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America can't afford the real cost of Guantánamo

The consequences of ignoring Guantánamo, its abuses, and its hunger strikers are foreboding – for the prisoners and for America. President Obama must release prisoners with no case against them, move the rest to US courts to be charged and tried, and finally close the detention facility.

Former Guantánamo Bay detainees Walid al-Qadasi (right) and Sadiq Muhammad Saeed protest to demand the release of Yemeni detainees from Guantánamo Bay, outside the US embassy in Sanaa, Yemen, April 16. Op-ed contributor L. Michael Hager says 'we [Americans] need to ask ourselves whether the indefinite detention of prisoners...will really enhance our national security – or impair it.'

Khaled Abdullah/Reuters

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In his April 30 press conference, President Obama responded to a reporter's question about the hunger strikers at Guantánamo with a promise to reengage with Congress to close the US detention facility in Cuba. While that is encouraging news after his five years of relative silence on the subject, it doesn’t go far enough. In fact, Mr. Obama’s policies have allowed the injustice at Guantánamo to continue.

Americans can not afford the cost of inaction any longer: Guantánamo serves as a recruitment tool for Al Qaeda. It threatens America's global standing as a beacon of justice and the rule of law. And it undermines the international legal precedents that would protect US prisoners abroad as well.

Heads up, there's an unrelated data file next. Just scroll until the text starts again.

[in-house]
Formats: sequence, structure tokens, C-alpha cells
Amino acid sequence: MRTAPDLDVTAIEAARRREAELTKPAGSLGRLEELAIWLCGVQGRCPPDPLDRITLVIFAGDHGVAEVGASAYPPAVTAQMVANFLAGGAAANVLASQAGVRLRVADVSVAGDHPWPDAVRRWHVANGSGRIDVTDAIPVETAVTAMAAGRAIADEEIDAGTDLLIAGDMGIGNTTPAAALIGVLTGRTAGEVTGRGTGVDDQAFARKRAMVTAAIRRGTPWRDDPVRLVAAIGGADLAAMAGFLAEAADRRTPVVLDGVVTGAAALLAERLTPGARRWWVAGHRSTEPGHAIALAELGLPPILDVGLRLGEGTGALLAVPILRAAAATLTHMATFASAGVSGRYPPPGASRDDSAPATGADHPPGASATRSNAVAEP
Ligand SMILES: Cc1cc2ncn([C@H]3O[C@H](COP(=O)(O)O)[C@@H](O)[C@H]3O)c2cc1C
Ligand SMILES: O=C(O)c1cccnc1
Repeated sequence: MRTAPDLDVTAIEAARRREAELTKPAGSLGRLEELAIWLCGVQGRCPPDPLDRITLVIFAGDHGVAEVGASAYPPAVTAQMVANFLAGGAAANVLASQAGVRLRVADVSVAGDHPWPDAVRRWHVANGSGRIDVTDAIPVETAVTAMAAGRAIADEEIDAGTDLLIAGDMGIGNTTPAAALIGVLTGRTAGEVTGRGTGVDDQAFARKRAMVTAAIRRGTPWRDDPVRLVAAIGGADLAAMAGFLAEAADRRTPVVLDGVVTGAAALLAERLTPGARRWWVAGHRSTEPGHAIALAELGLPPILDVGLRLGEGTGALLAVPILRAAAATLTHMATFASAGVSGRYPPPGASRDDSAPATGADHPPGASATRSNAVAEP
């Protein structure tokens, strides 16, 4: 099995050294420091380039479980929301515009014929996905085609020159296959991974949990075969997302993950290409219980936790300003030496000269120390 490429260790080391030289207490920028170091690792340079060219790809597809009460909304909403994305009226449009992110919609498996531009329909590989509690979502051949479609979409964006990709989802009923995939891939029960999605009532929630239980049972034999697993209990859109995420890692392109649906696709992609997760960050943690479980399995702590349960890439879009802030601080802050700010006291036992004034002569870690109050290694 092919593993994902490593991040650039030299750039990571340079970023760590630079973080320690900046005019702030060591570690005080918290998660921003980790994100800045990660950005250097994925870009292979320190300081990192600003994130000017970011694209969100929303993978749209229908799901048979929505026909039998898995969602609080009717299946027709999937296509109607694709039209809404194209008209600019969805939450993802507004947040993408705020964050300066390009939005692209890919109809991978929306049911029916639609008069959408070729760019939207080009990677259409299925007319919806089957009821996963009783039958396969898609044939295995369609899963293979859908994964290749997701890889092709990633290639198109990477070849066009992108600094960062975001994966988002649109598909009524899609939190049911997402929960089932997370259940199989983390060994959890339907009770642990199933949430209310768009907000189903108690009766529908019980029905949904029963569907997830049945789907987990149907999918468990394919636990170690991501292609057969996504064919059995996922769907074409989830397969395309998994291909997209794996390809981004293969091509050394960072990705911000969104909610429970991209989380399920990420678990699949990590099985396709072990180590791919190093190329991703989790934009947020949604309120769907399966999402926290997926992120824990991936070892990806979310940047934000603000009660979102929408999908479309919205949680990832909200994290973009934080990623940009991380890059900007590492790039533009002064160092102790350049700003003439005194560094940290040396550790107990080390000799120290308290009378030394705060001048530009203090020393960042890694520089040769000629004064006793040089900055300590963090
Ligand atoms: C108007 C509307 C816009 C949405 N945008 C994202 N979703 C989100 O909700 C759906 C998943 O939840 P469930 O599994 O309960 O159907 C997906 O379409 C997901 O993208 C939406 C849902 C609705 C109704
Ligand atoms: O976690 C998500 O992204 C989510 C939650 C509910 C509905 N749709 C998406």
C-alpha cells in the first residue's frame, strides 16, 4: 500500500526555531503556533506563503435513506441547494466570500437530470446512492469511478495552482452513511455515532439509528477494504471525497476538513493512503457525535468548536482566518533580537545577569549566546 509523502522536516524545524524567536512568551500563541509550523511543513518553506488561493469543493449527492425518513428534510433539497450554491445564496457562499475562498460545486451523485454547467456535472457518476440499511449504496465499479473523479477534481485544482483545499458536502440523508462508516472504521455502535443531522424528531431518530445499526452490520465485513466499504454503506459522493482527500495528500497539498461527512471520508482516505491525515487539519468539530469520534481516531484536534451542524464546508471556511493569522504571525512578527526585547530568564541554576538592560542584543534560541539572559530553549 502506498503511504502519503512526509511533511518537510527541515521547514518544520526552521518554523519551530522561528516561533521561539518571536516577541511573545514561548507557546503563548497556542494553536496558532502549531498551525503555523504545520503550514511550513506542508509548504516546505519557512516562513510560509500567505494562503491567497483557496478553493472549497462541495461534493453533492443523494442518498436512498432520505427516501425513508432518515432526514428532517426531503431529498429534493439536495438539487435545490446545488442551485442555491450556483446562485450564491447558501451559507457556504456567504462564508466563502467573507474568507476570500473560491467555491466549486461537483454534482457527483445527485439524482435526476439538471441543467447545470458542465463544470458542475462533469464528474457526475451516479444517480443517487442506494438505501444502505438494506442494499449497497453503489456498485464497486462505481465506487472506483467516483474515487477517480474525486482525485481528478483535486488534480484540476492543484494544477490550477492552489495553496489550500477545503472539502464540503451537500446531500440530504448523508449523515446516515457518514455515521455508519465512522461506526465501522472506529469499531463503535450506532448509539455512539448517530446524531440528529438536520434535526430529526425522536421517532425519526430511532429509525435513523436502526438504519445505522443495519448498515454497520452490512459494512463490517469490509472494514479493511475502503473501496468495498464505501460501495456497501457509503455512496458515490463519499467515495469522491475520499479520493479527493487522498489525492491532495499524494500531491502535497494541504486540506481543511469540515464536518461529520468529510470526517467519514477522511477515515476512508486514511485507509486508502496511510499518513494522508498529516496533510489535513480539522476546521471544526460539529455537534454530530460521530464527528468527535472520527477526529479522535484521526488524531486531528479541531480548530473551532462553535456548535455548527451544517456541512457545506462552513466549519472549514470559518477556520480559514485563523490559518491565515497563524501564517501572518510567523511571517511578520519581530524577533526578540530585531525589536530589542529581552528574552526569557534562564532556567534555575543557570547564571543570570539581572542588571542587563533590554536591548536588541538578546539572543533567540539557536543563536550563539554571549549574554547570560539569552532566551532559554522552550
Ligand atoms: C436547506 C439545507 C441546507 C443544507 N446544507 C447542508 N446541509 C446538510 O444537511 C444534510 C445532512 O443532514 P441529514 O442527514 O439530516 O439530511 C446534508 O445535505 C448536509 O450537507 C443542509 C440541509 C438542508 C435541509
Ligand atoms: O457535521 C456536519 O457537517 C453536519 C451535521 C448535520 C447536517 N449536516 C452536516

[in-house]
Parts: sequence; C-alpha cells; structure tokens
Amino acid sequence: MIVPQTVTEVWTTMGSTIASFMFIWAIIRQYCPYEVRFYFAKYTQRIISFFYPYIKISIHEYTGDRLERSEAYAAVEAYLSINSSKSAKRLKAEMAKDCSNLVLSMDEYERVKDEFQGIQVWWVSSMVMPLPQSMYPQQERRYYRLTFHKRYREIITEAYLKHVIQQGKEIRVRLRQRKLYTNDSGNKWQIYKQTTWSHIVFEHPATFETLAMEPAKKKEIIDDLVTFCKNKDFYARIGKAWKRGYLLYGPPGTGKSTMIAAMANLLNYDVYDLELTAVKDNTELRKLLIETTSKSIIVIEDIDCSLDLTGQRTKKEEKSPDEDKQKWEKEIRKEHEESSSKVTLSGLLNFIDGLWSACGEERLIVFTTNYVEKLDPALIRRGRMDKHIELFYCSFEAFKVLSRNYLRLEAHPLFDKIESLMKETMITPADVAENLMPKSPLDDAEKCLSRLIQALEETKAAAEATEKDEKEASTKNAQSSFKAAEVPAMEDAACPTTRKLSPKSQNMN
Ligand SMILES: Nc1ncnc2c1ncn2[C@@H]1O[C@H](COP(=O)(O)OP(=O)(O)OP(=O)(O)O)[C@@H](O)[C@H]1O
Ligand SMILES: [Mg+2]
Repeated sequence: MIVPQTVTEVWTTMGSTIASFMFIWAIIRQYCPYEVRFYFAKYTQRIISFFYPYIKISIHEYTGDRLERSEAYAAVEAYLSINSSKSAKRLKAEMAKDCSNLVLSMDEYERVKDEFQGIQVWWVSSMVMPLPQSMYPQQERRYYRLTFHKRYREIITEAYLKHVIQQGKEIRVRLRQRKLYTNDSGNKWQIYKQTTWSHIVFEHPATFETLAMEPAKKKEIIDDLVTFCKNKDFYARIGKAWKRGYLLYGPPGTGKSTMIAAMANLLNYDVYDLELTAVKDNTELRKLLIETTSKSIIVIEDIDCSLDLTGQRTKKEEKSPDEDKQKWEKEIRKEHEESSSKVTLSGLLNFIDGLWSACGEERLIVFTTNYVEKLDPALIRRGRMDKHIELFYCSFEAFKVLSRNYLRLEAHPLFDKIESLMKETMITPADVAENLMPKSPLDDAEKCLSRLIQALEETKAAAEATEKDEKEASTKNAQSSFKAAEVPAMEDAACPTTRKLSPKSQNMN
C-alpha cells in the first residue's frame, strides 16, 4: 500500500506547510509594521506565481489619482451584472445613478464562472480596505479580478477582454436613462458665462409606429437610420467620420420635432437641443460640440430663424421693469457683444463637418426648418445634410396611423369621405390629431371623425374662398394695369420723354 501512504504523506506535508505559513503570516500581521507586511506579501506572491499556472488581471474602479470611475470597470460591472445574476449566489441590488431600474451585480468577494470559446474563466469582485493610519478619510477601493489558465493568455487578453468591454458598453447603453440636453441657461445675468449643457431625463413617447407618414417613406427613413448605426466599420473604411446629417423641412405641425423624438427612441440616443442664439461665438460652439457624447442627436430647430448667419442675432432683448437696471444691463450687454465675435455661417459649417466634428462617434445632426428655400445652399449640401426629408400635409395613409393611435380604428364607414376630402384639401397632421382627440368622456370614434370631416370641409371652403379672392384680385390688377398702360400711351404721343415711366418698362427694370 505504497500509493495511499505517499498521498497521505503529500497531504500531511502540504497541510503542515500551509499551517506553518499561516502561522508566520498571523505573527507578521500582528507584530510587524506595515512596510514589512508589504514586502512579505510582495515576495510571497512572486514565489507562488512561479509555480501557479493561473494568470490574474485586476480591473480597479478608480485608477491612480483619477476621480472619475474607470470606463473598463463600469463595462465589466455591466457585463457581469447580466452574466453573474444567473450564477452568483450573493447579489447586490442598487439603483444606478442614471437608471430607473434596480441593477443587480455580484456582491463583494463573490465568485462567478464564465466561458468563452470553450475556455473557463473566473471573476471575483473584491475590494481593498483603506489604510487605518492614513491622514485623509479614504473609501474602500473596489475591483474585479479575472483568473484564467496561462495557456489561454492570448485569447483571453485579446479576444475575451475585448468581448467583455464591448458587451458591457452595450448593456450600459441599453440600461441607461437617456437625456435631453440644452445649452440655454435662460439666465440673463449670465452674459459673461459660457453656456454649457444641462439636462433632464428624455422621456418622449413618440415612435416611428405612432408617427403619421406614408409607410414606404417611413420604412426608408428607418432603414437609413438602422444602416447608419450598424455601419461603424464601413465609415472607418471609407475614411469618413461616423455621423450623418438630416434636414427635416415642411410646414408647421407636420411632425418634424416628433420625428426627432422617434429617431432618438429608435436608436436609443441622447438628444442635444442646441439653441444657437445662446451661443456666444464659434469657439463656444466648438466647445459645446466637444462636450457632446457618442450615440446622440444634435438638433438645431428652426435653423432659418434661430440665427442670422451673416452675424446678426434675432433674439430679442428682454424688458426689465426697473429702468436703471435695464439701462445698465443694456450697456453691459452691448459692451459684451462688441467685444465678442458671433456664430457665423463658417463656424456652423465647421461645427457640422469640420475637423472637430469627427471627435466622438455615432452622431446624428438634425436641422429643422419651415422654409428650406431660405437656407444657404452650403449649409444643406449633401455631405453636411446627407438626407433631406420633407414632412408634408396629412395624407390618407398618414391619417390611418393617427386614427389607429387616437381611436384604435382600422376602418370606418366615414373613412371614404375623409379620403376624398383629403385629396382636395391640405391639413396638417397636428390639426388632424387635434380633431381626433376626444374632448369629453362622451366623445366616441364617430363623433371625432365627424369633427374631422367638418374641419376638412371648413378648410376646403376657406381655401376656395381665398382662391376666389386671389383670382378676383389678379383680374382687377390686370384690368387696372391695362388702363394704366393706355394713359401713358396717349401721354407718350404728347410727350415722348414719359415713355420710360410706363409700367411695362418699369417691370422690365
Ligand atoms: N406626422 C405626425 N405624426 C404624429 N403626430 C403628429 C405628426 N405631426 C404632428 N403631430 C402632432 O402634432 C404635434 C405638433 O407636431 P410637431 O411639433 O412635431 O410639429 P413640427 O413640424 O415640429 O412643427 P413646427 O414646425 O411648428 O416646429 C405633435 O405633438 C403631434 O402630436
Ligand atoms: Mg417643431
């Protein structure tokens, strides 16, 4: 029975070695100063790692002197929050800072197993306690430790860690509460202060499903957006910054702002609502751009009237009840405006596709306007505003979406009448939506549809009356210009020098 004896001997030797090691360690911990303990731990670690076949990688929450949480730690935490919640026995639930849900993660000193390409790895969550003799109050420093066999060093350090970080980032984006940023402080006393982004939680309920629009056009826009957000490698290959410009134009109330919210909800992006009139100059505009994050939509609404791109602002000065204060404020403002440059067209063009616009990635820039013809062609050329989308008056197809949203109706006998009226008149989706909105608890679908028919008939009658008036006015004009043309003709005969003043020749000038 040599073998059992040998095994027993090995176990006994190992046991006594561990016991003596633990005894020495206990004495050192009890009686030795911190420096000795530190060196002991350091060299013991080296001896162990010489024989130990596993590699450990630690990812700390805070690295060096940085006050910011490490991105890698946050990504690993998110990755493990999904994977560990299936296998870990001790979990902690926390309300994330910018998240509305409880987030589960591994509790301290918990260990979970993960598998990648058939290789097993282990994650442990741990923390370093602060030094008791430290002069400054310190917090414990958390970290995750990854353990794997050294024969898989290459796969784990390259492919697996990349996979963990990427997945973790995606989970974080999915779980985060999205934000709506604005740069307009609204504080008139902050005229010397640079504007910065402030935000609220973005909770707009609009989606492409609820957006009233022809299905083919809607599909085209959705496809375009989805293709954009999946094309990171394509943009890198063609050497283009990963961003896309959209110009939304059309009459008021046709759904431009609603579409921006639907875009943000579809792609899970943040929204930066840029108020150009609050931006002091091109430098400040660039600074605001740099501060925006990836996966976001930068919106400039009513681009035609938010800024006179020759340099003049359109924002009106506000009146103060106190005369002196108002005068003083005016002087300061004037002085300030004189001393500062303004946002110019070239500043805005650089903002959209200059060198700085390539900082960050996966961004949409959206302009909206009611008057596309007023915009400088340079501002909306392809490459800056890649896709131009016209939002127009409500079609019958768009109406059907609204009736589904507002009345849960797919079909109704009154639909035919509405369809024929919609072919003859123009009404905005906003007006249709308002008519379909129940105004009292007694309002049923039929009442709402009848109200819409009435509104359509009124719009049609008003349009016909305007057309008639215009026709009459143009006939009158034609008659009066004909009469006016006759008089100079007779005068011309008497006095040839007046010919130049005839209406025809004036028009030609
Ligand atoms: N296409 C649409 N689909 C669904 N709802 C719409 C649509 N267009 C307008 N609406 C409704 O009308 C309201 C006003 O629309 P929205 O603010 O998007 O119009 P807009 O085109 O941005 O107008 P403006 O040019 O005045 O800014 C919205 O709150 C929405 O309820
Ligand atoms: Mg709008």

It’s high time for Obama to take action on Guantánamo. Its prisoners must be released or charged and tried and the facility closed. With some hunger-striking prisoners reportedly near death, the matter is urgent. 

The facts speak for themselves. Of the 166 current “detainees” in Guantánamo, relatively few of them are actually accused terrorists awaiting trial. Eighty-six have been cleared for release to their home countries or other nations willing to accept them. But the Obama administration stalled the transfers in 2009 over concerns about instability in Yemen. Beyond that, a total of 46 detainees have not been charged with any crime and are approved for indefinite detention.


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